Dec 01, 2013

Post Shutdown Impact and Recovery

As the year-end and holidays are approaching, researchers and economists are trying to determine if the unanticipated government shutdown of 16 days in October had an impact on the sales and operations of various sectors.  

The Purchasing Managers Index (PMI) is a composite index by the Institute for Supply Management (ISM) that reflects the economic health of the manufacturing sector. It is based on five main sub-indexes, including new orders, inventory levels, production, supplier deliveries and employment environment. A PMI of more than 50 indicates expansion of the sector, whereas a reading under 50 represents a contraction.

The ISM reported that the manufacturing PMI in October rose to 56.4 percent from 56.2 percent in September. The services sector, which accounts for the bulk of the U.S. economy, has been growing for 46 months straight, with a PMI reading above 50. A flash estimate in October by Markit Economics was expecting the PMI figure to come in at 51.5 at a 12-month low.

PMI Composite Index, 2013

PMI Composite Index, 2013

“Despite all the grumbling out of Washington and from pundits claiming that the partial government shutdown would have significant effects on the economy, the private sector shrugged it off and continued to plow along.” ~FT Advisors economists

Sentiments from Various Companies

eBay:  According to CEO, John Donahoe, the government shutdown came at a particularly unfortunate time, right at the beginning of the holiday shopping season. eBay reported third-quarter earnings that were lower than analyst predictions. Upon the announcement, company shares fell by more than 5%.

“[The shutdown] makes people a little more tentative about spending. It’s not massive, but on the margin, especially people that are trying to make their dollars stretch, they might be a little more conservative.” ~John Donahoe, CEO of eBay

Southwest Airlines: CFO Tammy Romo said that while third-quarter earnings were strong, the government shutdown is estimated to have cost the airline $20 million in revenue.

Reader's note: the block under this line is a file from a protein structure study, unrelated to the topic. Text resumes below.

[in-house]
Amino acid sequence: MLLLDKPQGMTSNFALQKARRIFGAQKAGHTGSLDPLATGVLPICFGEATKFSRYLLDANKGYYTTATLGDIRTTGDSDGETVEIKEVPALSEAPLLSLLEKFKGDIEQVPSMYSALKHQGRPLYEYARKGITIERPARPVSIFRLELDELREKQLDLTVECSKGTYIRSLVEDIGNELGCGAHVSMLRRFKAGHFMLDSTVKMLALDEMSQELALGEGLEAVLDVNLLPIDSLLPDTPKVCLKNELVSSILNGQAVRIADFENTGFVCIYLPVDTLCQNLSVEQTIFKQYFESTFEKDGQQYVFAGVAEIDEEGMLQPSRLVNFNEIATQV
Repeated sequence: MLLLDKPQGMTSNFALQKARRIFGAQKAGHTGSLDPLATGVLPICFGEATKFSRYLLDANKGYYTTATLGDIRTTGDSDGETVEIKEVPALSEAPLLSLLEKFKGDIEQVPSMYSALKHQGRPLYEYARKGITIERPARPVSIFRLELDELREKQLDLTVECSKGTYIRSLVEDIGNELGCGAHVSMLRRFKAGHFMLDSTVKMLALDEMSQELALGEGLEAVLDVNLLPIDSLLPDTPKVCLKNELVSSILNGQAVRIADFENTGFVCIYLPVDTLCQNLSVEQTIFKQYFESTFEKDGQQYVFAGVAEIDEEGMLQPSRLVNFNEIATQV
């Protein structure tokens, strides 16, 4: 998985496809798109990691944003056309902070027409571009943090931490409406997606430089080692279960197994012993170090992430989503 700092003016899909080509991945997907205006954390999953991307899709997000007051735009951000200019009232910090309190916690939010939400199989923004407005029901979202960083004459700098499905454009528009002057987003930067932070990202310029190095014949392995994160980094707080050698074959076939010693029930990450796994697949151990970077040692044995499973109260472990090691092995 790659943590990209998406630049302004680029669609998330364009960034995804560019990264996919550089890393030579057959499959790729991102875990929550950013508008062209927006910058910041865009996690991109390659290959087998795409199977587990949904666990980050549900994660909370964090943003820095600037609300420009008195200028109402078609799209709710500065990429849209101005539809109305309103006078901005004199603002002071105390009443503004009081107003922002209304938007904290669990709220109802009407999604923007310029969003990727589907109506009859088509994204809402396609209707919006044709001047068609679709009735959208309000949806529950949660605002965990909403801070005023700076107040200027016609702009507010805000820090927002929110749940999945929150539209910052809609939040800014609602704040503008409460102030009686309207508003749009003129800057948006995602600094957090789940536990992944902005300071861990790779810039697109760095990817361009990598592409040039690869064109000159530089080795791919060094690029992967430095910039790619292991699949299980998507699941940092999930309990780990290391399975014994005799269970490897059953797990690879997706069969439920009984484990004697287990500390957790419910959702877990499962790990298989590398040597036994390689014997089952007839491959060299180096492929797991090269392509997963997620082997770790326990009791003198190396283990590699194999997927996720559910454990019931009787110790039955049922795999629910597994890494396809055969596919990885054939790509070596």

Wal-Mart: In areas with high concentrations of federal workers, sales at Wal-Mart stores lagged during the shutdown. The company previously expected a growth in net sales of five to six percent for 2013, but has revised these estimates to two to three percent.

US Airways:The airline felt the impact of the shutdown more than competitors, as Reagan National Airport in Washington D.C. serves as one of their hubs. With business travel for federal workers at a halt, the company saw overall bookings in late September and early October fall by about eight percent

What Happened to Job Numbers in October?

Job Growth Strong in October (Seasonally Adjusted).

Job Growth Strong in October (Seasonally Adjusted)

During the month of October, when the government was shutdown for 16 days, total non-farm payroll employment rose by 204,000 and the unemployment rate stayed relatively stable at 7.3 percent, up from 7.2 percent in September. The largest employment increases were found in leisure and hospitality, retail trade, professional and technical services, manufacturing, and health care. Among the unemployed, the number on temporary layoff increased by 448,000 (a figure that includes furloughed federal workers).

Unemployment Rate, 2010 – 2013 (Seasonally Adjusted)
Unemployment Rate, 2010 – 2013

“We are optimistic about a recovery in the manufacturing sector in the second half of the year, and today’s release suggests our optimism is well placed.” ~Thomas Simons, Money Market Economist at Jefferies & Co.